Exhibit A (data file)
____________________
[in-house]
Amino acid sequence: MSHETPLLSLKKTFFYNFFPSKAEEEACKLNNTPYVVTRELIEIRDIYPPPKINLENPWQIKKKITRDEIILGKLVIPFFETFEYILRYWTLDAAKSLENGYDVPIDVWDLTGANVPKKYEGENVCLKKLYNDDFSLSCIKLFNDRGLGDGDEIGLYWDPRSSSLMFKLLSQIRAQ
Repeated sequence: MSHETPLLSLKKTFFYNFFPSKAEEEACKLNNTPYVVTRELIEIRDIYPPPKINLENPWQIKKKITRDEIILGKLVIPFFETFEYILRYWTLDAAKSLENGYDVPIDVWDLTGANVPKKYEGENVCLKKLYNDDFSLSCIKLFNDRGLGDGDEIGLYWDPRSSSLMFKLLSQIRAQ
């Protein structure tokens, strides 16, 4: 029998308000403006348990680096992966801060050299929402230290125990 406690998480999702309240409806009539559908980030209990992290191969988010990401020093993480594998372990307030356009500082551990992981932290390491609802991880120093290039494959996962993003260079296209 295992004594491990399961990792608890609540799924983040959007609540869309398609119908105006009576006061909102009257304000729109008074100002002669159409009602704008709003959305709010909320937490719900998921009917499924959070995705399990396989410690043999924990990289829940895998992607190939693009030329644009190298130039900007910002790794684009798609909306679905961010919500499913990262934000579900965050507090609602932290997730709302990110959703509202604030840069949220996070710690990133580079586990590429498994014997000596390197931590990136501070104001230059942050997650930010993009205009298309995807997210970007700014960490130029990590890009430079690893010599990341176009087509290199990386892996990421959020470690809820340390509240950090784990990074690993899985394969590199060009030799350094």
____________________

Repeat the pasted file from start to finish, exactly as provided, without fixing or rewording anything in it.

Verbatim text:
[in-house]
Amino acid sequence: MSHETPLLSLKKTFFYNFFPSKAEEEACKLNNTPYVVTRELIEIRDIYPPPKINLENPWQIKKKITRDEIILGKLVIPFFETFEYILRYWTLDAAKSLENGYDVPIDVWDLTGANVPKKYEGENVCLKKLYNDDFSLSCIKLFNDRGLGDGDEIGLYWDPRSSSLMFKLLSQIRAQ
Repeated sequence: MSHETPLLSLKKTFFYNFFPSKAEEEACKLNNTPYVVTRELIEIRDIYPPPKINLENPWQIKKKITRDEIILGKLVIPFFETFEYILRYWTLDAAKSLENGYDVPIDVWDLTGANVPKKYEGENVCLKKLYNDDFSLSCIKLFNDRGLGDGDEIGLYWDPRSSSLMFKLLSQIRAQ
């Protein structure tokens, strides 16, 4: 029998308000403006348990680096992966801060050299929402230290125990 406690998480999702309240409806009539559908980030209990992290191969988010990401020093993480594998372990307030356009500082551990992981932290390491609802991880120093290039494959996962993003260079296209 295992004594491990399961990792608890609540799924983040959007609540869309398609119908105006009576006061909102009257304000729109008074100002002669159409009602704008709003959305709010909320937490719900998921009917499924959070995705399990396989410690043999924990990289829940895998992607190939693009030329644009190298130039900007910002790794684009798609909306679905961010919500499913990262934000579900965050507090609602932290997730709302990110959703509202604030840069949220996070710690990133580079586990590429498994014997000596390197931590990136501070104001230059942050997650930010993009205009298309995807997210970007700014960490130029990590890009430079690893010599990341176009087509290199990386892996990421959020470690809820340390509240950090784990990074690993899985394969590199060009030799350094």